Bill to amend workers’ compensation for vaccine injuries passes House
By Ruth Brown, Idaho Reports
The House Judiciary, Rules and Administration Committee has moved forward a bill that would amend the Idaho worker’s compensation law to include vaccine-related injuries if an employer mandates a vaccine.
Rep. Jason Monks, R-Meridian, introduced HB 417, saying if an employer mandates a vaccination, they should be held accountable for any vaccine-related injuries.
“This allows these employees to have a fighting chance to get compensated if they’re injured from the mandated vaccination,” Monks told the committee.
The bill applies to all vaccinations, not just COVID-19.
Idaho workers’ compensation is regulated by the Idaho Industrial Commission. If an employee is injured at work, they file a claim through the commission.
Rep. John Gannon, D-Boise, supported the bill.
“This is basic fairness,” Gannon said. “If employers are going to mandate you be vaccinated, then employers should be liable.”
Rep. Caroline Nilsson Troy, R-Genessee, challenged Gannon, saying she was concerned stakeholders did not have enough input. Troy said the bill could impact “every single business” that employs people in Idaho.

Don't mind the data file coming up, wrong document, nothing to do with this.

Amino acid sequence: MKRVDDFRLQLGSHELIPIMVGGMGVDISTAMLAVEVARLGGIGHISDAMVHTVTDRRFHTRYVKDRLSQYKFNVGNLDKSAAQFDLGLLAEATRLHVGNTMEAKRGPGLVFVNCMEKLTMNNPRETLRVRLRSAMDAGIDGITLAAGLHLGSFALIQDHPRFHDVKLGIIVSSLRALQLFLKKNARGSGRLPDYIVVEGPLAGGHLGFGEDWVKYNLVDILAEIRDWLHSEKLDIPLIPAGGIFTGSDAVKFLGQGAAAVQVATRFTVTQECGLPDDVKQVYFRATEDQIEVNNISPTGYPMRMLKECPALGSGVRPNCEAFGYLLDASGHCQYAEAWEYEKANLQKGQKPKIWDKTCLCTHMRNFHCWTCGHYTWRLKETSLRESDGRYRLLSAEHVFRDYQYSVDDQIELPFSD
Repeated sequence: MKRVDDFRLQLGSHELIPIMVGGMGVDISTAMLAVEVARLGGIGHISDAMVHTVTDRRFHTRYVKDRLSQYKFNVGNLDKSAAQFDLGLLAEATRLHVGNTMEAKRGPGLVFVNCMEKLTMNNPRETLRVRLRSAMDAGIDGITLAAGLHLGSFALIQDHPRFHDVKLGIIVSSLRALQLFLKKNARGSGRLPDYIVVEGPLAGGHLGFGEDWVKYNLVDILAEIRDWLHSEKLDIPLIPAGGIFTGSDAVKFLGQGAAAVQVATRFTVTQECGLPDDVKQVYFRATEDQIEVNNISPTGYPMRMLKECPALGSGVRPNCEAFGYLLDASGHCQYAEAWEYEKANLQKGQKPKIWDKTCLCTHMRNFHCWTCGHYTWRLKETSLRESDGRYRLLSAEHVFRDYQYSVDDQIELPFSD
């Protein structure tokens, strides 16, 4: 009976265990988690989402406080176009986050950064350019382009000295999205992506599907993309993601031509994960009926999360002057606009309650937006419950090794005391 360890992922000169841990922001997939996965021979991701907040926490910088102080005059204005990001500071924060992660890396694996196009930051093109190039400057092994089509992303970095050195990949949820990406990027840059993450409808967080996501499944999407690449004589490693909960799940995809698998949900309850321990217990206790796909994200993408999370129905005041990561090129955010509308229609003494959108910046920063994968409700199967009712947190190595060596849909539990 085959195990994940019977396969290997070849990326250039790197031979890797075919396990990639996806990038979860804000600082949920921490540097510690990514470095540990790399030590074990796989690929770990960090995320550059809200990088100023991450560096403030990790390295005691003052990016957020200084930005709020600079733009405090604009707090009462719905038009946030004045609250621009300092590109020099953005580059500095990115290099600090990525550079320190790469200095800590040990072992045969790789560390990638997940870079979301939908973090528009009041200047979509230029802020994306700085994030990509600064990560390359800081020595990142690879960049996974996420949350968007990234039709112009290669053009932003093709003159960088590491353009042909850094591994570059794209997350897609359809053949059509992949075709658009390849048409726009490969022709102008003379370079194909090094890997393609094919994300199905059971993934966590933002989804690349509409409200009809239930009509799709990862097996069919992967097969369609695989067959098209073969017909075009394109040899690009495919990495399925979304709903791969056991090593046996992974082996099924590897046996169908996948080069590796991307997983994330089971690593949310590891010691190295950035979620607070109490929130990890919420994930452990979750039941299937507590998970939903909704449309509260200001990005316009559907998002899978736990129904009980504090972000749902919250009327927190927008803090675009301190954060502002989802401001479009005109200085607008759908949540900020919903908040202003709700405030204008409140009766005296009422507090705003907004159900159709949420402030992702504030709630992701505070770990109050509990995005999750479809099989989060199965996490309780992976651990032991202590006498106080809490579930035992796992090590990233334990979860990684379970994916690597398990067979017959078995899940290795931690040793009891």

“I feel we should slow this down, have a little bit more opportunity to hear from employers and from insurance companies that sell (these plans),” she said.
Later on the House floor, Troy said her concerns had been addressed and she supported the bill.
The bill passed the House with a 67-3 vote Tuesday afternoon. The “no” votes came from Rep. Chris Mathias, D-Boise, Rep. Sally Toone, D-Gooding, and Rep. Fred Wood, R-Burley.
Brian Whitlock, chairman of the Advisory Committee on Workers’ Compensation, testified at the committee. Whitlock said the committee has already received claims, and made payments, for workers who claimed injury due to the COVID-19 vaccine. At the time of the meeting, he did not know how many claims had been filed related to COVID.
Whitlock told the committee that when a worker files a claim with the commission, it is the burden of the employer, not the employee, to prove that the claim is invalid. The commission did not take a stance on the legislation.
Rep. Bruce Skaug, R-Nampa, supported the bill. He said his law firm has heard from employees claiming they were injured. If the bill passes, he argued it would make it easier for employees to bring a claim and get legal support.
“In real time, people are getting hurt by this vaccine and calling my office,” Skaug said.
The Centers for Disease Control and Prevention reports “COVID-19 vaccines are safe and effective. Millions of people in the United States have received COVID-19 vaccines. COVID-19 vaccines have undergone and continue to undergo the most intensive safety monitoring in U.S. history.”
Ultimately, the committee voted to move the bill forward to the House, with a do-pass recommendation.